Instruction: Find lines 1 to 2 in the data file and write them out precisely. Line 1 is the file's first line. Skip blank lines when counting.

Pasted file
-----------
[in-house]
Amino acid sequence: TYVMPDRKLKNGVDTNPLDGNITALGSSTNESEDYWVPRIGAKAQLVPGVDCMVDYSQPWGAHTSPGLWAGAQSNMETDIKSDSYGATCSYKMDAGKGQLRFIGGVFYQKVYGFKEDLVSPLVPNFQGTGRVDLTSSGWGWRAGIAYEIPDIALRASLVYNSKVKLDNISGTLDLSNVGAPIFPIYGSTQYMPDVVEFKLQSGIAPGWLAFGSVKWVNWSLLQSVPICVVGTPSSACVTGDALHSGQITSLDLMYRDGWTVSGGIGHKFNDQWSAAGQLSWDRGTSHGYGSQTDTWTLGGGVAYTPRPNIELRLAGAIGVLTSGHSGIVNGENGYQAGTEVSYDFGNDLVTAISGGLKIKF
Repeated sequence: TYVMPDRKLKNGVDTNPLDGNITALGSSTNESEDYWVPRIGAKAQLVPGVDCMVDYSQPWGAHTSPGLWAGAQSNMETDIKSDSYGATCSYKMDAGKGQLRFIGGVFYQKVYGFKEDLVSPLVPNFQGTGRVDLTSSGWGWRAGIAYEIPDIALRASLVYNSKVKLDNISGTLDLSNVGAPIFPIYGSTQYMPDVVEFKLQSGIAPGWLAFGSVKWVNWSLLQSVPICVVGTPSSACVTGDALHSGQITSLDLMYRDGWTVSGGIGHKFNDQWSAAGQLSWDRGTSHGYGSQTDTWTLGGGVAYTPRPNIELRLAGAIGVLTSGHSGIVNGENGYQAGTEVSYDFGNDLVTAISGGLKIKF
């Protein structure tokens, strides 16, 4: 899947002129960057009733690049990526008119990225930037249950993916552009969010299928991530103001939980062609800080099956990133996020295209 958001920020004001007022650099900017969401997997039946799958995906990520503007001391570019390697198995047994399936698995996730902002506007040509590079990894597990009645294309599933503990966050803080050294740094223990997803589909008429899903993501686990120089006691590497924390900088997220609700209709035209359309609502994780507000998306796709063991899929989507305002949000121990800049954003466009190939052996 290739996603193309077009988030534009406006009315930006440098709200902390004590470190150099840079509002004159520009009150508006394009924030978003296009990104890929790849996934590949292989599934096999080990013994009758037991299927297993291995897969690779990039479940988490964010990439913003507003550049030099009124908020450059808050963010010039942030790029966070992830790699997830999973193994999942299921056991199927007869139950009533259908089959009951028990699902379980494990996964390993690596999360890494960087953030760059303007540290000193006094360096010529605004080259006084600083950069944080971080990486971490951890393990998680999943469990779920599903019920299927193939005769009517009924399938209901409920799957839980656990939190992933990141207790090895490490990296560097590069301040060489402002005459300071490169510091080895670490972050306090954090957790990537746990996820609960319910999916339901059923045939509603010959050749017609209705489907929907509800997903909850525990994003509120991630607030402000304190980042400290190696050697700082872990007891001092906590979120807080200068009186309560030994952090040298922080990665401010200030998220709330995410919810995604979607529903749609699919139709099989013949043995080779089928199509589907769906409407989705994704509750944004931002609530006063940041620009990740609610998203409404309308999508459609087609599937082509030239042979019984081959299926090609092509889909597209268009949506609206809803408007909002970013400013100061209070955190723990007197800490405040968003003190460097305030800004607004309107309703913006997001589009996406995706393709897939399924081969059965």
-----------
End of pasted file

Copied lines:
[in-house]
Amino acid sequence: TYVMPDRKLKNGVDTNPLDGNITALGSSTNESEDYWVPRIGAKAQLVPGVDCMVDYSQPWGAHTSPGLWAGAQSNMETDIKSDSYGATCSYKMDAGKGQLRFIGGVFYQKVYGFKEDLVSPLVPNFQGTGRVDLTSSGWGWRAGIAYEIPDIALRASLVYNSKVKLDNISGTLDLSNVGAPIFPIYGSTQYMPDVVEFKLQSGIAPGWLAFGSVKWVNWSLLQSVPICVVGTPSSACVTGDALHSGQITSLDLMYRDGWTVSGGIGHKFNDQWSAAGQLSWDRGTSHGYGSQTDTWTLGGGVAYTPRPNIELRLAGAIGVLTSGHSGIVNGENGYQAGTEVSYDFGNDLVTAISGGLKIKF